In 2000, at the World Education Forum in Dakar, Senegal, 164 governments agreed on the Dakar Framework for Action, Education for All: Meeting our Collective Commitments, launching an ambitious agenda to reach six wide-ranging education goals by 2015. UNESCO initiated the EFA Global Monitoring Reports in response, to monitor progress, highlight remaining gaps and provide recommendations for the global sustainable development agenda to follow in 2015. The goals were
Goal 1 – Early childhood care and education: Expanding and improving comprehensive early childhood care and education, especially for the most vulnerable and disadvantaged children
Goal 2 – Universal primary education: Ensuring that by 2015 all children, particularly girls, children in difficult circumstances and those belonging to ethnic minorities, have access to and complete free and compulsory primary education of good quality
Goal 3 – Youth and adult skills: Ensuring that the learning needs of all young people and adults are met through equitable access to appropriate learning and life skills programmes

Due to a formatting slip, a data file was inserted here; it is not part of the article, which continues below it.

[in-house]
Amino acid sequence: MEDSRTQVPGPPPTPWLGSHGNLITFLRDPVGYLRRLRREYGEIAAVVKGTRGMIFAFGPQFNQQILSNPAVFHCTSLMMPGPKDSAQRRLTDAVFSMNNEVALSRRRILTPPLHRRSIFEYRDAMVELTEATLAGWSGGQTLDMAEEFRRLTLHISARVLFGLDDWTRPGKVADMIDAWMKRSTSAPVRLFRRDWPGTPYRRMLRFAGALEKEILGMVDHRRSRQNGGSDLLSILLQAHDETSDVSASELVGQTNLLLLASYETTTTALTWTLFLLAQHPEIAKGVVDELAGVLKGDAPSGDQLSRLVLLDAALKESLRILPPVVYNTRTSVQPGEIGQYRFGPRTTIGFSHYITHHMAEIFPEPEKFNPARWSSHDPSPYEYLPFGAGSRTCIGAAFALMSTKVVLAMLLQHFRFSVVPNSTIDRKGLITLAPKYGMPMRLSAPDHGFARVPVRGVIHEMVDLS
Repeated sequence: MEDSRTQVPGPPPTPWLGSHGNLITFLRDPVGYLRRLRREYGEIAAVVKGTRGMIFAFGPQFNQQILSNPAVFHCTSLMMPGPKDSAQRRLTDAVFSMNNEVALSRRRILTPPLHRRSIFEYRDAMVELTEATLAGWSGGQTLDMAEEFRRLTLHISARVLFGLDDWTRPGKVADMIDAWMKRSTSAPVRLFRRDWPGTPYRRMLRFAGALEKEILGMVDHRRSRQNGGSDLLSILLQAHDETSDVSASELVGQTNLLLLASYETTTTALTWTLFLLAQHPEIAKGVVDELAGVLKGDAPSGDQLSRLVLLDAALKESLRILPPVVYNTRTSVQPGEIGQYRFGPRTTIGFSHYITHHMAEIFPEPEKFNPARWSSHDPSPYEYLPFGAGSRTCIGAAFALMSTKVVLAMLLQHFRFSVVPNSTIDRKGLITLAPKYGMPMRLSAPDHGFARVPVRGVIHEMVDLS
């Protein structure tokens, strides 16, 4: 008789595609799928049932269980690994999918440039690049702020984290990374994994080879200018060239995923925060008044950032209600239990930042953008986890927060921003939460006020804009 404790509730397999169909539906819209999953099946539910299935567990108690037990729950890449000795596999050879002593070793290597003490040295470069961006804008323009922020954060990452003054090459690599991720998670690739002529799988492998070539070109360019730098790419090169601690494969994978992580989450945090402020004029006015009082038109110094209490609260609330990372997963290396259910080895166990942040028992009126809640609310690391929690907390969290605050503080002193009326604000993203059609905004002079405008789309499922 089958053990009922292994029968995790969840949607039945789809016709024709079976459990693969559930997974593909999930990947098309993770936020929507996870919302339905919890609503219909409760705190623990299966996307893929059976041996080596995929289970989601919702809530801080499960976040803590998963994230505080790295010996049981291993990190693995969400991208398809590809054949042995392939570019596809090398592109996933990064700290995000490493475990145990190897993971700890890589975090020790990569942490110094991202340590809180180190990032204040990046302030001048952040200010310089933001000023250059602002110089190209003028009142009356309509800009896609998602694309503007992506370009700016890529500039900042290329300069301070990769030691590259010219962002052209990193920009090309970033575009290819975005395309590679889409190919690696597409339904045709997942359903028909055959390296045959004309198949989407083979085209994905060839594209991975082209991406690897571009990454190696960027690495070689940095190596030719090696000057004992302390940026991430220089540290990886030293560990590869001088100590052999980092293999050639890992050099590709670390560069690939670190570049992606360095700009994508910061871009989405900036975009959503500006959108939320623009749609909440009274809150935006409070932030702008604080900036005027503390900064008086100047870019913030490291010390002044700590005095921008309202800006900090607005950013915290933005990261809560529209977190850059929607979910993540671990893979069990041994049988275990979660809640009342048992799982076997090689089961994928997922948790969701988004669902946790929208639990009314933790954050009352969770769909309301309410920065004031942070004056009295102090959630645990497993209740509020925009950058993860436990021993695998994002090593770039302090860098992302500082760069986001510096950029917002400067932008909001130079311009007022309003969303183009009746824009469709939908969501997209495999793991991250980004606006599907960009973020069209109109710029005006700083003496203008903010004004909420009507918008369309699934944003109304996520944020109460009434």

Goal 4 – Adult literacy: Achieving a 50 per cent improvement in levels of adult literacy by 2015, especially for women, and equitable access to basic and continuing education for all adults
Goal 5 – Gender equality: Eliminating gender disparities in primary and secondary education by 2005, and achieving gender equality in education by 2015, with a focus on ensuring girls’ full and equal access to and achievement in basic education of good quality.
Goal 6 – Quality of education: Improving all aspects of the quality of education and ensuring excellence of all so that recognized and measurable learning outcomes are achieved by all, especially in literacy, numeracy and essential life skills
The implementation of the EFA goals has only been partially achieved, as the UNESCO World Education Report 2015 shows. While around 50 million more children are in school today than in 1999, only one-third of the world community has achieved the education goals. In only half of the countries do all children receive a primary education.
Against this backdrop, the international community has set itself the Incheon Declaration for Education 2030, a more ambitious follow-up to the Education for All World Action Program, for which UNESCO is also the lead agency. The education agenda is an integral part of the Global Sustainable Development Goals (SDGs).